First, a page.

Report: Democrats Strategize How to Escape Crushing Weight of Biden’s Poor Polling Numbers

US President Joe Biden addresses a press conference at the COP26 UN Climate Change Conference in Glasgow on November 2, 2021. - World leaders meeting at the COP26 climate summit in Glasgow will issue a multibillion-dollar pledge to end deforestation by 2030 but that date is too distant for campaigners …
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Many Democrats are concerned President Joe Biden’s sinking polling numbers “will lead to a thrashing at the ballot box” in the 2022 midterm elections, Politico reported on Monday.

According to the report:

Even the party’s own polling has the president in the red. A poll from House Democrats’ campaign arm earlier this month showed the president down in battleground districts across the country, with 52 percent of voters disapproving of the job he’s doing, according to three party members briefed on the data.

With the election 11 months away — “an eternity in politics” — Democrats are in full strategizing mode to counteract what Senate Majority Whip Dick Durbin (D-IL) called Biden’s recent “scary” numbers and to preserve at least a slim Democrat majority halfway into Biden’s first term.

“We’re in a difficult period now. One of the challenges we have is, we’ve been legislating this year, as he has,” Sen. Bob Casey(D-PA) told the publication. “While you’re legislating, you’re not communicating.”

Politico pointed to the midterms during former President Donald Trump’s time in the White House when the GOP lost the House majority but kept the Senate, saying Democrats “may face a similar dynamic next year.” However, a “favorable Senate map” may not be enough in 2022, according to the report, which cited a poll from Morning Consult showing Biden under water in battleground states like Georgia, North Carolina, Pennsylvania, New Hampshire, Nevada, and Arizona. The report states:

Democrats acknowledge they have a big problem. Their proposed antidote: Finish the battles over legislating as quickly as possible, then spend their next few months talking up their infrastructure and coronavirus relief laws, as well as their forthcoming social spending bill.

Sen. Chris Murphy (D-CT) said it could be the first time his party has ever been “disciplined on message.”

“But theoretically we could finish a historic year of legislating for the middle class in the next month and spend all of our next year talking about what we did,” he continued.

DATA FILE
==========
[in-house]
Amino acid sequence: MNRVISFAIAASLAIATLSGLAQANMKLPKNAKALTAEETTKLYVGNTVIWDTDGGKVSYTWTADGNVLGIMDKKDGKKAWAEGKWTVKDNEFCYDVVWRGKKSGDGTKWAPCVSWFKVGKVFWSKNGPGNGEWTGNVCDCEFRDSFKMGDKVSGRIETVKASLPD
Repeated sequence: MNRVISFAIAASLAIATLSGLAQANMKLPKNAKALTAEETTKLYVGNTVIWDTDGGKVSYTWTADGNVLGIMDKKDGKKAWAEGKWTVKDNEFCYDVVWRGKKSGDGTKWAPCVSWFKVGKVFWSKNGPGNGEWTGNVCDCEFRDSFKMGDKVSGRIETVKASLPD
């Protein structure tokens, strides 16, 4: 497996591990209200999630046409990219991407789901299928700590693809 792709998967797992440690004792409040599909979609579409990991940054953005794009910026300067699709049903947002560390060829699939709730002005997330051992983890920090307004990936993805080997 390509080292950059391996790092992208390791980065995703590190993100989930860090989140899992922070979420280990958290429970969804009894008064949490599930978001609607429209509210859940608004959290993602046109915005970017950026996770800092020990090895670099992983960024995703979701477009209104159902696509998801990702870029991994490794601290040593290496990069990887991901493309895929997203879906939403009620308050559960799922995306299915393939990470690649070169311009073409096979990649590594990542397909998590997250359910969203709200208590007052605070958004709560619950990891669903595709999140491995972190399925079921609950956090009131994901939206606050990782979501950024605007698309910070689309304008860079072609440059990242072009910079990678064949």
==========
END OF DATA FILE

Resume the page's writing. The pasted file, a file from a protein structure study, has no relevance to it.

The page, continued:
Other Democrats worry the Biden’s $1.7 trillion Build Back Better Act will not be enough to boost them in the polls. House Ways and Means Chair Richard Neal (D-MA) advised his party to focus on “seizing credit,” according to the report.

“The messaging challenge is pretty apparent. When you look at the individual parts of what we’ve done, they’re all not just marginally popular, but they’re wildly popular with the American electorate,” Neal said.

Sen. Thom Tillis (R-NC) said Republicans are at a political advantage because of Biden’s “perfect storm of bad issues” — Politico specifically cited Biden’s “tumultuous” withdrawal from Afghanistan, the Virginia governor’s race, and pandemic politics as being “tricky for the party in power.”

“At the moment we’ve got a great shot of taking the majority in the Senate,” Tillis said.

White House aides reportedly think Biden’s dismal ratings are tied to the recent rise in coronavirus cases and believe his approval rating will go up when cases fade — though they acknowledge Americans are frustrated that the pandemic is going into its second winter despite Biden’s campaign promise to “shut down the virus.” The arrival of the Omicron variant “further complicated Biden’s possible resurgence,” but Democrats could possibly blame Republicans for “opposition to coronavirus relief.”

“West Wing aides also believe that underscoring Republicans’ opposition to coronavirus relief and the social spending bill will pay off,” according to the report.”

White House spokesperson Andrew Bates argued that while the president is contending with the pandemic and inflation, “Republicans in Congress act to help Covid spread, worsen the global problem of inflation and raise taxes on the middle class to protect tax giveaways to the wealthy.”’

But Politico noted that many battleground Democrats “privately say they are highly skeptical of that positive spin” and are focusing on their own numbers and tactics ahead of the midterms. 

“I’d like to see his numbers turn around, just because I think there’s a false narrative in many cases about supply chain shortages, gas prices or whatever,” said vulnerable Rep. Susan Wild (D-PA). “I care more about my own numbers….I honestly believe that in my district, and in many districts, that it’s a mistake to try to tie your election or reelection to any president.”

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